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Widow Says Death May Be Related To Wounds

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A St. Louis police officer shot 20 years ago has died of cancer that could be linked to the gunshot wound that tore through his midsection, his widow said Thursday.

Jeff Kowalski, 51, died Wednesday at his home in Texas. He was shot in February 1987 while chasing two men. One of the men shot him with a pistol, hitting him in the abdomen. He was 29 at the time and was hospitalized for two months.

He suffered serious injuries to his pancreas, liver and stomach. The bullet also hit his inferior vena cava, the vein that carries deoxygenated blood from the lower part of the body to his heart. Doctors reconnected his stomach and intestines.

He eventually returned to duty, working in the narcotics unit and homicide. He was promoted to sergeant and retired in 2000 after 20 years with the department.

He was a thorough officer who worked despite being in pain, said Lt. Art Ruehl, who was a watch commander while Kowalski was a precinct sergeant.

"He always did a heck of a job," Ruehl said. "He was a very street-wise officer."

Kowalski and his family moved to Harlingen, Texas, about three years ago. This spring, he was diagnosed with cancer that attacked several organs damaged when he was shot, said his wife, Kim Kowalski, who also had been a St. Louis police officer.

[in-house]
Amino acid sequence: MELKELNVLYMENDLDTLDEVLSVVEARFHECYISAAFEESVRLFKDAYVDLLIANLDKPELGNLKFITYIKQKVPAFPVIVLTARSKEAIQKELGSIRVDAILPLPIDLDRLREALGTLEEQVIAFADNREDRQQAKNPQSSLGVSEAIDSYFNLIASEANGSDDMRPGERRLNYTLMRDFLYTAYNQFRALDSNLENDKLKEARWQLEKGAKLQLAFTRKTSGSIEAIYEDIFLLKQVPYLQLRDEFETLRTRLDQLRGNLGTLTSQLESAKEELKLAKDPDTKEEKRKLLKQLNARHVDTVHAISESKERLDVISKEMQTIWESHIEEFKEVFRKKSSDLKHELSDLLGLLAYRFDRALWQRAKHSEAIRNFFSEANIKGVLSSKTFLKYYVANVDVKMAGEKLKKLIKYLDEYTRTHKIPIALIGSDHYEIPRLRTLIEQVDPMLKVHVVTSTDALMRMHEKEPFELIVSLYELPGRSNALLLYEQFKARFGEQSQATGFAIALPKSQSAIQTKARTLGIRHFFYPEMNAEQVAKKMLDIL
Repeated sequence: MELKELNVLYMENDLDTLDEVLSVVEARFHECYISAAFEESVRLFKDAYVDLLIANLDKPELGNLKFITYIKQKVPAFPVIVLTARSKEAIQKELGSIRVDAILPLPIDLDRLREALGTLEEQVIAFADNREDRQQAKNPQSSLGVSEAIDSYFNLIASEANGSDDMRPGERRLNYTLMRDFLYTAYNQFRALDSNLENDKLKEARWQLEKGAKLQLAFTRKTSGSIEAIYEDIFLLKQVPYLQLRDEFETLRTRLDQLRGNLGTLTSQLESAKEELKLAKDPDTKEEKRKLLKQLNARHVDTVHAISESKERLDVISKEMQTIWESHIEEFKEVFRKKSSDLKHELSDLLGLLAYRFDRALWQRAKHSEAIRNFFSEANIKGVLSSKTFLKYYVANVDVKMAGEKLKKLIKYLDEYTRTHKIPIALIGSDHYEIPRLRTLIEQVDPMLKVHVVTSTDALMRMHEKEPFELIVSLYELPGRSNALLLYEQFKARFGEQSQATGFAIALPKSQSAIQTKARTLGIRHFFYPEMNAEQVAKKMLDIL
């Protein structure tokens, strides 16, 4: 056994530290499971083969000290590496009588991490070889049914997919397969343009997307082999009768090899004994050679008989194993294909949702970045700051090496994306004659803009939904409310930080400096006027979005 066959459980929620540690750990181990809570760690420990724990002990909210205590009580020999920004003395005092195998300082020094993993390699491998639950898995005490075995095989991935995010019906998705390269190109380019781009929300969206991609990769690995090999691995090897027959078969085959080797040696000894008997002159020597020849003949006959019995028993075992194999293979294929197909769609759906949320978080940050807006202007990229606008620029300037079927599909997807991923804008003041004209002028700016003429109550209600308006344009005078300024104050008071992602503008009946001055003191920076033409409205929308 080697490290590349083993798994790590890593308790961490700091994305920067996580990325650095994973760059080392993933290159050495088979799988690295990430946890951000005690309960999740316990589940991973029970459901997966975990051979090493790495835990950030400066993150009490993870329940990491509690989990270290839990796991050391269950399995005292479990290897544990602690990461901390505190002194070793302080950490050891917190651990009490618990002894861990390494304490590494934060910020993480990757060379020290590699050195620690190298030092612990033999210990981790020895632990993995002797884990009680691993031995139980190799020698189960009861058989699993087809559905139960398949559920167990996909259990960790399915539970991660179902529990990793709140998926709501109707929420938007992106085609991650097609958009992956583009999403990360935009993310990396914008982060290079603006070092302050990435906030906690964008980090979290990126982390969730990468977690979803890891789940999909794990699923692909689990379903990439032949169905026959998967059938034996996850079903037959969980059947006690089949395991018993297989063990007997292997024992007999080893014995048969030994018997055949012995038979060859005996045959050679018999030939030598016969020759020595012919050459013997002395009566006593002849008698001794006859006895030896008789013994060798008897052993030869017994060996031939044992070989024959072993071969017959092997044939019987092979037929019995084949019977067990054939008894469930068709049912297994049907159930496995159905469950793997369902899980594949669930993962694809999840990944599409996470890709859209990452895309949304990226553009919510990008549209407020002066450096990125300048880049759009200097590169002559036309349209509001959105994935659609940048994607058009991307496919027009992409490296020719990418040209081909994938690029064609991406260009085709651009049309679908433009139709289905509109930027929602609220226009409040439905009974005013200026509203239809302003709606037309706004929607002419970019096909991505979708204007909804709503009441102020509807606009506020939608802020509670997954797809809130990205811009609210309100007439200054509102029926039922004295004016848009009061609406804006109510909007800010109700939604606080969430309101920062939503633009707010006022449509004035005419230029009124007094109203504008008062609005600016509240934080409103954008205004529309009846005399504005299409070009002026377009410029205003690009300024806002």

He had been under hospice care at his home for less than a week, she said.

"I was hoping for another rally, but his body has been through so much through the years," she said.

The family struggled not only with his illnesses, but with financial woe, too.

Under a worker's comp agreement with the police department, Cannon Cochran Management Services Inc. pays 100 percent of all claims that stem from the gunshot wound. Jeff Kowalski also had been covered by the Blue Cross plan for police retirees, which required a $2,500 deductible and payment of 10 percent of the bills.

An oncologist said earlier this year that Kowalski's cancer developed in the areas where he was shot, but that "we can never know with any kind of certainty what was the cause."

Kim Kowalski said Thursday that no decision had been made as to whether his cancer treatment would be covered by the worker's comp agreement. But she did get some good news: The board of BackStoppers, the local organization that gives support to the families of police and firefighters killed in the line of duty, voted to give his family benefits.

Those benefits include help with mortgage payments, health insurance and education, said Ron Battelle, the group's executive director.

"We're going to take care of Kim and her family," he said. "We consider it an honor and a privilege to help them."

Jeff Kowalski died surrounded by family with a CD of "Ave Maria" playing, his wife said.

She said her husband was devoted to his family, and was a highly decorated leader who considered police work to be a calling.

"He was willing, obviously, to sacrifice his life," she said.

His is survived by his wife, as well as their daughters Madison, 15, and Mallory, 12. The Kowalskis also were raising 11-year-old Marissa, their niece, whose mother died.
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